Close Relationships

I also conduct a lot of work on close (romantic) relationships. Much of this research is centered on attachment theory and forgiveness, both of which are elaborated below. However, I also have done a little work on attraction (Foster et al., 1998; Green, 2008), self-discrepancy and romantic relationships (Green, Campbell, & Davis, 2007), and extending the notion of commitment to a relationship partner to commitment to the environment (Davis, Green, & Reed, 2009).

Foster, C. A., Witcher, B. S., Campbell, W. K., & Green, J. D. (1998). Arousal and attraction: Evidence for automatic and controlled components. Journal of Personality and Social Psychology, 74, 86-101. 

Green, J. D., Campbell, W. K., & Davis, J. L. (2007). Ghosts from the past: An examination of romantic relationships and self-discrepancy. Journal of Social Psychology, 147, 243-264. 

Green, J. D. (2008). Is research on beauty only skin deep? Journal of Social Psychology, 148, 379-382. 

Davis, J. L., Green, J. D., & Reed, A. (2009). Interdependence with the environment: Commitment, interconnectedness, and environmental behavior. Journal of Environmental Psychology, 29, 173-180. 

Attachment theory provides a great lens with which to examine the nexus of self and other. I have done some work on attachment and exploration in adults (Coy, Green, & Davis, under review; Green & Campbell, 2000), and continue to investigate attachment theory in other realms, such as pet-human relationships (Green, Mathews, & Foster, 2009). We have found, for example, that perceptions of different pets vary along attachment dimensions of avoidance and anxiety, and that people report higher felt security to their dogs relative to their romantic partners.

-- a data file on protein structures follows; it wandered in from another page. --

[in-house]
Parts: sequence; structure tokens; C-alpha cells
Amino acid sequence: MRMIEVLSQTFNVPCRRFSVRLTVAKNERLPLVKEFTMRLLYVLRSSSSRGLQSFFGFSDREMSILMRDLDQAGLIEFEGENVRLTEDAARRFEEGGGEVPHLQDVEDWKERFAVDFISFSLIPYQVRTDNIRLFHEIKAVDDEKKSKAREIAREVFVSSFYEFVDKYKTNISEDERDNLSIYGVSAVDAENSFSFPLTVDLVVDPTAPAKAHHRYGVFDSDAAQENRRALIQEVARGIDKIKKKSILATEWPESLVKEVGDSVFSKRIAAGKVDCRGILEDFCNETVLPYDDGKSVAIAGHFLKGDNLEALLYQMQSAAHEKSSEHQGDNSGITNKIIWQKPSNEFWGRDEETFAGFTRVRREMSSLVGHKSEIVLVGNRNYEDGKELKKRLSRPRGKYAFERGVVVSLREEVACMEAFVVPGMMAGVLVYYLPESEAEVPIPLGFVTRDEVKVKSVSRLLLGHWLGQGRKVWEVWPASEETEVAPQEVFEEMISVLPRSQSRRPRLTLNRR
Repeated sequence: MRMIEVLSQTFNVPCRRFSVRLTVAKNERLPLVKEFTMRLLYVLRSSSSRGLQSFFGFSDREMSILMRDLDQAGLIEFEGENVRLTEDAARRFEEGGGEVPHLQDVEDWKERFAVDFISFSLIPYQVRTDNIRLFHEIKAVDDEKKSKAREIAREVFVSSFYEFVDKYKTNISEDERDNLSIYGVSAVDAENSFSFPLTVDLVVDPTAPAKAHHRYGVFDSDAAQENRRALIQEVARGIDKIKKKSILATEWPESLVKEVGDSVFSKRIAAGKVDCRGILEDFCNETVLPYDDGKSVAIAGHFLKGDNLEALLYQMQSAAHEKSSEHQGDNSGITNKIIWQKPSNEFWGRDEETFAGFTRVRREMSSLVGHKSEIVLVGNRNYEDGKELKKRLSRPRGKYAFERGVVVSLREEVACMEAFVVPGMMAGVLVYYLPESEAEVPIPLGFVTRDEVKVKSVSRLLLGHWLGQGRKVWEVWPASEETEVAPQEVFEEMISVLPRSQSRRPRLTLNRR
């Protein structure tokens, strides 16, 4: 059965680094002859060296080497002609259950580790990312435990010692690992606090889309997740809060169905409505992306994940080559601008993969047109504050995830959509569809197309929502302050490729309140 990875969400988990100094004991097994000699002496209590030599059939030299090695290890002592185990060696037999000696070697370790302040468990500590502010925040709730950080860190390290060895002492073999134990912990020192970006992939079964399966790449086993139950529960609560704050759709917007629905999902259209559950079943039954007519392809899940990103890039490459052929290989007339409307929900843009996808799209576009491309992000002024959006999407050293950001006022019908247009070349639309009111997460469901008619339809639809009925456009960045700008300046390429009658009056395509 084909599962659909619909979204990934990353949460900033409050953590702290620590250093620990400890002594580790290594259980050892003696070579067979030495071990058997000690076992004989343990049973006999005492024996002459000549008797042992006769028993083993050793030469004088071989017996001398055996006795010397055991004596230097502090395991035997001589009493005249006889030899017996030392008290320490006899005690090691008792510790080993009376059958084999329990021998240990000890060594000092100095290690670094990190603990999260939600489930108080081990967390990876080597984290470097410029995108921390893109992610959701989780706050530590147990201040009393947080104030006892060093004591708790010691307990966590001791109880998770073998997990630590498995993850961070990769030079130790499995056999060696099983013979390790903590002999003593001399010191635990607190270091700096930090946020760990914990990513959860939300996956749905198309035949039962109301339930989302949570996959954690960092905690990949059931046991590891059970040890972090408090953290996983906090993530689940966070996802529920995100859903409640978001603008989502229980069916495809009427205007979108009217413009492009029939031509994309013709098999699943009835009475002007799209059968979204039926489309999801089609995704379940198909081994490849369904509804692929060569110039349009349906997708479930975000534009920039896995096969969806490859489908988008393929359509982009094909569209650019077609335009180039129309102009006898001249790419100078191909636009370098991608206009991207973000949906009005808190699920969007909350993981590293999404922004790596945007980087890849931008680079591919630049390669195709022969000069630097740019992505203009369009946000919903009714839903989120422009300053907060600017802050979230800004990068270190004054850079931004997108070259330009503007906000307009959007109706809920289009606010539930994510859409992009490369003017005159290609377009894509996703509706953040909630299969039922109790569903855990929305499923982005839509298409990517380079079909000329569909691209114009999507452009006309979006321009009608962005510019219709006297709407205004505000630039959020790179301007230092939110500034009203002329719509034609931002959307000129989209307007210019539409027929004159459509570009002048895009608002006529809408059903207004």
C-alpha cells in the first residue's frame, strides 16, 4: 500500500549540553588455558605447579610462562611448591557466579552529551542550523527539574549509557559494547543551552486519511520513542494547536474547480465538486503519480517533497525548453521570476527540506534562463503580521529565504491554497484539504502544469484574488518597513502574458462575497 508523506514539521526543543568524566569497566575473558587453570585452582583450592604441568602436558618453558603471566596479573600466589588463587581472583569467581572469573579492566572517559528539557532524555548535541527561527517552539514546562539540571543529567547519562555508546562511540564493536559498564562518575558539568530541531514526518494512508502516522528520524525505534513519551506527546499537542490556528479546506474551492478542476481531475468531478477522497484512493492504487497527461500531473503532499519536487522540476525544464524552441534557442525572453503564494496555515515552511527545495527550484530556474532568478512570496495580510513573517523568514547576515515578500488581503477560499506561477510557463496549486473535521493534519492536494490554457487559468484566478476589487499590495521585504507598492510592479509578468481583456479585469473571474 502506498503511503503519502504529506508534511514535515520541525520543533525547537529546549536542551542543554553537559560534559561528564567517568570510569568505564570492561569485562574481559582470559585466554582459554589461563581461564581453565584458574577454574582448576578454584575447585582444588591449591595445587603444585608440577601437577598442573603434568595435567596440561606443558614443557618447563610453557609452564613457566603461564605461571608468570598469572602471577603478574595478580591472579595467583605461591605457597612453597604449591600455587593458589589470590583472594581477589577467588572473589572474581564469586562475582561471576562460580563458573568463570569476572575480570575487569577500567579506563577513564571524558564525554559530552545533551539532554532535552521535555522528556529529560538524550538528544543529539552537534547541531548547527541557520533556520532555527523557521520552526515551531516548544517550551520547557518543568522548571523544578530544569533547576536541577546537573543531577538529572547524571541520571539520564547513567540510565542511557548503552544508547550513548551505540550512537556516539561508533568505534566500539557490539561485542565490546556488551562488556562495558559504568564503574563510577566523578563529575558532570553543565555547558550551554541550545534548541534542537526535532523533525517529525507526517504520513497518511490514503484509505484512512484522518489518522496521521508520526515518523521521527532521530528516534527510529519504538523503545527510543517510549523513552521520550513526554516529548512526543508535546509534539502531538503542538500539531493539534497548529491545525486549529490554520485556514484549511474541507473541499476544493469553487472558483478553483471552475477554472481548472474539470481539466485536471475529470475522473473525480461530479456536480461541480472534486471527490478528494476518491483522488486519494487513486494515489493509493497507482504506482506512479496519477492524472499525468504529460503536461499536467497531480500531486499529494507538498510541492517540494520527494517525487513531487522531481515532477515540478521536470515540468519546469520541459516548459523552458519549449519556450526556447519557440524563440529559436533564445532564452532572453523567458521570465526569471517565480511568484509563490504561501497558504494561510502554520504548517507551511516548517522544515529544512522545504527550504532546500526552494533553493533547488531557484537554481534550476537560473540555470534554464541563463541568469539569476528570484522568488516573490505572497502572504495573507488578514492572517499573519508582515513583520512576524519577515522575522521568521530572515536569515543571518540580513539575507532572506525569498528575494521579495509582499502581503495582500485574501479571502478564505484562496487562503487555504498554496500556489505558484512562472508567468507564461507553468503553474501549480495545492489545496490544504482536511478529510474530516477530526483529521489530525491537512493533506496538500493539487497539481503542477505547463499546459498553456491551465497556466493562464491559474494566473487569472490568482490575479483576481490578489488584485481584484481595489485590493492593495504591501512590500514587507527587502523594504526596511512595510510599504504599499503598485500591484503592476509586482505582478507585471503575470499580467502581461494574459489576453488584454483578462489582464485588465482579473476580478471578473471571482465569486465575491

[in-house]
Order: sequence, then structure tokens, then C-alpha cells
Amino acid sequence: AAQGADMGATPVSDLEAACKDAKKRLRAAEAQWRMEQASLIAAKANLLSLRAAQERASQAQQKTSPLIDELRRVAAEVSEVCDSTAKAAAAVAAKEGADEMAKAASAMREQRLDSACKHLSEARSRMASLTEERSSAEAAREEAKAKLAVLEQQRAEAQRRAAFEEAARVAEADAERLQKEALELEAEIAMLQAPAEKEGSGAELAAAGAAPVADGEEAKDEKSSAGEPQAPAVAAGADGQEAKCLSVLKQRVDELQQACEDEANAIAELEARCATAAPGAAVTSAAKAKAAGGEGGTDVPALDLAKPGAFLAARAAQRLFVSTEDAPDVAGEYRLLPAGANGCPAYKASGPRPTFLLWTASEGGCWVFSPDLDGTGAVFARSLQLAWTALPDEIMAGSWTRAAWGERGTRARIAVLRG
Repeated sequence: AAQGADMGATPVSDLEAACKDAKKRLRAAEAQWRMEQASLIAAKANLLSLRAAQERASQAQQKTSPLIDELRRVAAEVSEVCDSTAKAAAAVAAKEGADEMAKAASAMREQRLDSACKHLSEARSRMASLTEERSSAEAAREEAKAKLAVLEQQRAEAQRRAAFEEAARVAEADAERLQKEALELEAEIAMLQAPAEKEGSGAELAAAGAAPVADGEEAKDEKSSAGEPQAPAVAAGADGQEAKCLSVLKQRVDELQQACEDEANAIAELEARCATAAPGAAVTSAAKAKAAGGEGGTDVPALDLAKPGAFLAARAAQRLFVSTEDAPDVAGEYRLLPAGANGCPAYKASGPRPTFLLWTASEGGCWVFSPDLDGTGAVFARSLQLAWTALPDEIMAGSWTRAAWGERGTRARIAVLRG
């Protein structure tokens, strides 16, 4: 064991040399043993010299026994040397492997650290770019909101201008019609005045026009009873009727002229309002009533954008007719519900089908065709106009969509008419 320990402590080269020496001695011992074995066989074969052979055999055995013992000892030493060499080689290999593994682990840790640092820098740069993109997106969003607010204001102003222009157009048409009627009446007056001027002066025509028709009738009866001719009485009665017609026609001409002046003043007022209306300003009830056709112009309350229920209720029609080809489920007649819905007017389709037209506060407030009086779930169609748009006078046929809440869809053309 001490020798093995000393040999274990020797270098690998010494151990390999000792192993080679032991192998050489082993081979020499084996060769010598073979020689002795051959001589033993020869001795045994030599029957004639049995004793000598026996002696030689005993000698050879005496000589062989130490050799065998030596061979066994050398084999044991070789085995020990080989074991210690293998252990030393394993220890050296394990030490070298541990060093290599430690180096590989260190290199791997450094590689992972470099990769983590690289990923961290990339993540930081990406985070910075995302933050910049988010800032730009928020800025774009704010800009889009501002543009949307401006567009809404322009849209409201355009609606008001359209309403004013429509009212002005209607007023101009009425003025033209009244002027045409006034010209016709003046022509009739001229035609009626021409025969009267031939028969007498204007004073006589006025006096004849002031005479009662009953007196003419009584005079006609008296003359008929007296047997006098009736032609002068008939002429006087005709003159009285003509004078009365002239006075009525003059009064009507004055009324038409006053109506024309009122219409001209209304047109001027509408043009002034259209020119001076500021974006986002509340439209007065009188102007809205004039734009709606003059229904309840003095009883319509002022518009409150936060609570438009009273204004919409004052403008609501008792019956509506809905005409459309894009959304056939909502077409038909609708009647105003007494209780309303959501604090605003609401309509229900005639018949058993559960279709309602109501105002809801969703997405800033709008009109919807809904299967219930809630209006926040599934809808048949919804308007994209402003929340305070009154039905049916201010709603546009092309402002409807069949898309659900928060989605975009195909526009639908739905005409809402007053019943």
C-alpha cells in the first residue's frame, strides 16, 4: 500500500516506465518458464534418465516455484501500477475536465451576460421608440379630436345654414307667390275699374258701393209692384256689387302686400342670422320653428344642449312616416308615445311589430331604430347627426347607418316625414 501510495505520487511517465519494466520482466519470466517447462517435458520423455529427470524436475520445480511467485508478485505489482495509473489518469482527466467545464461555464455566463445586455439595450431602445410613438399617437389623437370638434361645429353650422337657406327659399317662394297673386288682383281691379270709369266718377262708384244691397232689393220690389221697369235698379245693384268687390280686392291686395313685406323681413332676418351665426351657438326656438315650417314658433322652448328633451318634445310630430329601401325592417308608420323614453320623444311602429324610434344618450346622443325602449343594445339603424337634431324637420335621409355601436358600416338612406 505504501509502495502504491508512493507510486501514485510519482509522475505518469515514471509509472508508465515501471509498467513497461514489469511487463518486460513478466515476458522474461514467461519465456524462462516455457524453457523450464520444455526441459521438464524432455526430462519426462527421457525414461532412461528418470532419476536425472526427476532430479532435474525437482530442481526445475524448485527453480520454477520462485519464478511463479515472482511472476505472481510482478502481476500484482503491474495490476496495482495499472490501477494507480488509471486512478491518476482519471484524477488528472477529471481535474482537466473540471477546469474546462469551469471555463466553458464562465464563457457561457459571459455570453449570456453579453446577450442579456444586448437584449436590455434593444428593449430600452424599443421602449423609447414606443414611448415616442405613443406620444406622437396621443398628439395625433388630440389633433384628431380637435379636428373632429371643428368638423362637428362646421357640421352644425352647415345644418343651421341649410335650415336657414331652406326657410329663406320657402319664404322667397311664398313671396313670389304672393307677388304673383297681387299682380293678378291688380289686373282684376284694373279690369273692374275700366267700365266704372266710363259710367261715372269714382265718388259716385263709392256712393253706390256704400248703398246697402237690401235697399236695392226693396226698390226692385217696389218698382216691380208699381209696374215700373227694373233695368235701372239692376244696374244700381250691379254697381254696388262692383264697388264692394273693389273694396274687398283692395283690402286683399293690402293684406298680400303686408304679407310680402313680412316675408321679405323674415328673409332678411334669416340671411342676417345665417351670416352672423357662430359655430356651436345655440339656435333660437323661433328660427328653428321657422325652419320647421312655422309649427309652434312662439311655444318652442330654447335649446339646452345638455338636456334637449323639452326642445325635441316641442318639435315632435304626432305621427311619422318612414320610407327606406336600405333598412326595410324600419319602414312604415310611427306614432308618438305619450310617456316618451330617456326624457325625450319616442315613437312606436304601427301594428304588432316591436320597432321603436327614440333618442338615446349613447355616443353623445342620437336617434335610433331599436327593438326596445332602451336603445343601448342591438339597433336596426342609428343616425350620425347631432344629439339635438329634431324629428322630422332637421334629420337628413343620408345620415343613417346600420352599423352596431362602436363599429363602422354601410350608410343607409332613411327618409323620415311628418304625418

Green, J. D., & Campbell, W. K. (2000). Attachment and exploration: Chronic and contextual accessibility. Personality and Social Psychology Bulletin, 26, 452-461. 

Green, J. D., Mathews, M., & Foster, C. A. (2009). Another kind of “interpersonal” relationship: Humans, animal companions, and attachment theory. In E. Cuyler & M. Ackhart (Eds.), Psychology of relationships (pp. 87-109). New York, NY: Nova Science Publishers. 

Coy, A. E., Green, J. D., & Davis, J. L. (2012). With or without you: The impact of partner presence and attachment on exploration. Journal of Experimental Social Psychology, 411-415.

Another fruitful research area has been that of forgiveness. We found that third parties to a relationship (e.g., parents, close friends) often are less forgiving than those who are hurt (Green, Burnette, & Davis, 2008). For example, imagine that your significant other offends you, and you forgive them, but your mother does not. We are following up on this work by investigating the impact of unforgiveness on relationships (either the romantic relationship or between the victim and the third party). In a different line of forgiveness work, we found that rumination and empathy associated with insecure attachment help to explain depressive symptoms that more anxious and avoidant individuals experience (Burnette et al., 2009). We also are investigating how mortality salience affects forgiveness (Van Tongeren, Green, & Reid). In addition, a cross-cultural investigation (Takaku, Green, & Ohbuchi, 2010) has examined the other side of the coin of forgiveness: apologies and account-giving for offenses.

Green, J. D., Burnette, J., & Davis, J. L. (2008). Third-party forgiveness: (Not) forgiving your close other's betrayer. Personality and Social Psychology Bulletin, 34, 407-418. 

Burnette, J., Davis, D. E., Green, J. D., Worthington, E., & Bradfield, E. (2009). Insecure attachment and depressive symptoms: the mediating role of rumination, empathy, and forgiveness. Personality and Individual Differences, 46, 276-280. 

Davis, D. E., Worthington, E. L. Jr., Hook, J. N., Van Tongeren, D. R., Green, J. D., & Jennings, D. J. (2009). Relational spirituality and the development of the Similarity of the Offender’s Spirituality (SOS) scale. Psychology of Religion and Spirituality, 1, 249-262.

Takaku, S., Green, J. D., & Ohbuchi, K. (2010). A cross-cultural examination of the use of complete account in reducing the perpetrator-victim account bias. Asian Journal of Social Psychology, 13, 274-285.